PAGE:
Navigation Links
New evidence raises questions about the link between fatty acids and heart disease
Date:3/17/2014

A new study raises questions about current guidelines which generally restrict the consumption of saturated fats and encourage consumption of polyunsaturated fats to prevent heart disease. The research was published today, 18 March, in the journal Annals of Internal Medicine.

An international research collaboration led by the University of Cambridge analysed existing cohort studies and randomised trials on coronary risk and fatty acid intake. They showed that current evidence does not support guidelines which restrict the consumption of saturated fats in order to prevent heart disease. The researchers also found insufficient support for guidelines which advocate the high consumption of polyunsaturated fats (such as omega 3 and omega 6) to reduce the risk of coronary disease.

Furthermore, when specific fatty acid subtypes (such as different types of omega 3) were examined, the effects of the fatty acids on cardiovascular risk varied even within the same broad 'family' questioning the existing dietary guidelines that focus principally on the total amount of fat from saturated or unsaturated rather than the food sources of the fatty acid subtypes.

Dr Rajiv Chowdhury, the lead author of the research at the University of Cambridge, said: "These are interesting results that potentially stimulate new lines of scientific inquiry and encourage careful reappraisal of our current nutritional guidelines.

"Cardiovascular disease, in which the principal manifestation is coronary heart disease, remains the single leading cause of death and disability worldwide. In 2008, more than 17 million people died from a cardiovascular cause globally. With so many affected by this illness, it is critical to have appropriate prevention guidelines which are informed by the best available scientific evidence."

For the meta-analysis, the researchers analysed data from 72 unique studies with over 600,000 participants from 18 nations. The investigators found that total saturated fatty acid, whether measured in the diet or in the bloodstream as a biomarker, was not associated with coronary disease risk in the observational studies. Similarly, when analysing the studies that involved assessments of the consumption of total monounsaturated fatty acids, long-chain omega-3 and omega-6 polyunsaturated fatty acids, there were no significant associations between consumption and cardiovascular risk.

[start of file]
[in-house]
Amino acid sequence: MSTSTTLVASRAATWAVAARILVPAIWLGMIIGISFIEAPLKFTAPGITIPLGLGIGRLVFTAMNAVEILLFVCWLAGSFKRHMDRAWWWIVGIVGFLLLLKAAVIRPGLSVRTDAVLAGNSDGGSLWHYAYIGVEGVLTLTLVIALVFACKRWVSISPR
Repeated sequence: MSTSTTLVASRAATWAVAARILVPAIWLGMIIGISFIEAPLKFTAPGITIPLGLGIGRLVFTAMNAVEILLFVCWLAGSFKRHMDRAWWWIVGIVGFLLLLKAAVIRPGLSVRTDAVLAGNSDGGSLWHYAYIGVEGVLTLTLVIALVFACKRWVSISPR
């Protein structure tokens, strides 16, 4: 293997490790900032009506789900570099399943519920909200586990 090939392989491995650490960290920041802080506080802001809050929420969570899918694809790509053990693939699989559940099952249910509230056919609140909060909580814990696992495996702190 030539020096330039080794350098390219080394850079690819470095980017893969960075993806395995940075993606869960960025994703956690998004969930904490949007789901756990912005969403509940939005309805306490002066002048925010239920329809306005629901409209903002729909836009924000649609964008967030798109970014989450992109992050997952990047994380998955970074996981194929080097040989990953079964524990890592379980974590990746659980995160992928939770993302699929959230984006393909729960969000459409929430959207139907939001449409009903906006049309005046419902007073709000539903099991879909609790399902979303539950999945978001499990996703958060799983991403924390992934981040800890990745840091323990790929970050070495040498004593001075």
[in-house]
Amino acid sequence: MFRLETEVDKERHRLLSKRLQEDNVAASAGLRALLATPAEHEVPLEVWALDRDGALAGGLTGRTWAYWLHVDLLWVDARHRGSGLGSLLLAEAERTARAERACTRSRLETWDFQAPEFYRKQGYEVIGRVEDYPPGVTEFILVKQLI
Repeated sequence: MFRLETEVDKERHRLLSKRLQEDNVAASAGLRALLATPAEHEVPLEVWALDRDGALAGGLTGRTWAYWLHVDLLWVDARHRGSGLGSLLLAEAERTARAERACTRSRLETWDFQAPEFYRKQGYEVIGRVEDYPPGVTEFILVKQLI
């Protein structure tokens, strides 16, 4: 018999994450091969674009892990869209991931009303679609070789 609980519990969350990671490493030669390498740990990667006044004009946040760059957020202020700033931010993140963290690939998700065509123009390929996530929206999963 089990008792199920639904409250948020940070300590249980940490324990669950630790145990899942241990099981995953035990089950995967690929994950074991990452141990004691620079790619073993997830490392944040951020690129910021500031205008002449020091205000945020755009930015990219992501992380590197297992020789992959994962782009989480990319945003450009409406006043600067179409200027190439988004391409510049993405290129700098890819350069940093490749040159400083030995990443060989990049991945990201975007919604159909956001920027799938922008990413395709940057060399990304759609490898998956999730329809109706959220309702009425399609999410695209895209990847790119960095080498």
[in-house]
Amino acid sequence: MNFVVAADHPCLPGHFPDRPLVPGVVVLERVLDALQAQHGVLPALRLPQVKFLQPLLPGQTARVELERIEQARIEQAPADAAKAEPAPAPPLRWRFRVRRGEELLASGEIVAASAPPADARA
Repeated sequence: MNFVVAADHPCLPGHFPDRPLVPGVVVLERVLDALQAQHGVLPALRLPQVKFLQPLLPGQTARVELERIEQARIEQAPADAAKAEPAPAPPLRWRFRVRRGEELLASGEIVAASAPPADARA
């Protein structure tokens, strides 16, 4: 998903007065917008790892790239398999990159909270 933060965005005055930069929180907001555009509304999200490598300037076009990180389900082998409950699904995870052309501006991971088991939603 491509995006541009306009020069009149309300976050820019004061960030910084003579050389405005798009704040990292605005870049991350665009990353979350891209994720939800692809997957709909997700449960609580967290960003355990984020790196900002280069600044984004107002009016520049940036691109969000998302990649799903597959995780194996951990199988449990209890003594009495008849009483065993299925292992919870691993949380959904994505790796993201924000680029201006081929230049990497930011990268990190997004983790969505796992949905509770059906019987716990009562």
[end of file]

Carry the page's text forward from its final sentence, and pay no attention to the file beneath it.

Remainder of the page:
Interestingly, the investigators found that different subtypes of circulating long-chain omega-3 and omega-6 fatty acids had different associations with coronary risk, with some evidence that circulating levels of eicosapentaenoic and docosahexaenoic acids (two main types of long-chain omega-3 polyunsaturated fatty acids), and arachidonic acid (an omega-6 fat) are each associated with lower coronary risk.

Similarly, within saturated fatty acid, the researchers found weak positive associations between circulating palmitic and stearic acids (found largely in palm oil and animal fats, respectively) and cardiovascular disease, whereas circulating margaric acid (a dairy fat) significantly reduced the risk of cardiovascular disease.

Additionally, when the authors investigated the effects of omega-3 and omega-6 fatty acid supplementations on reducing coronary disease in the randomised controlled trials, they did not find any significant effects indicating a lack of benefit from these nutrients.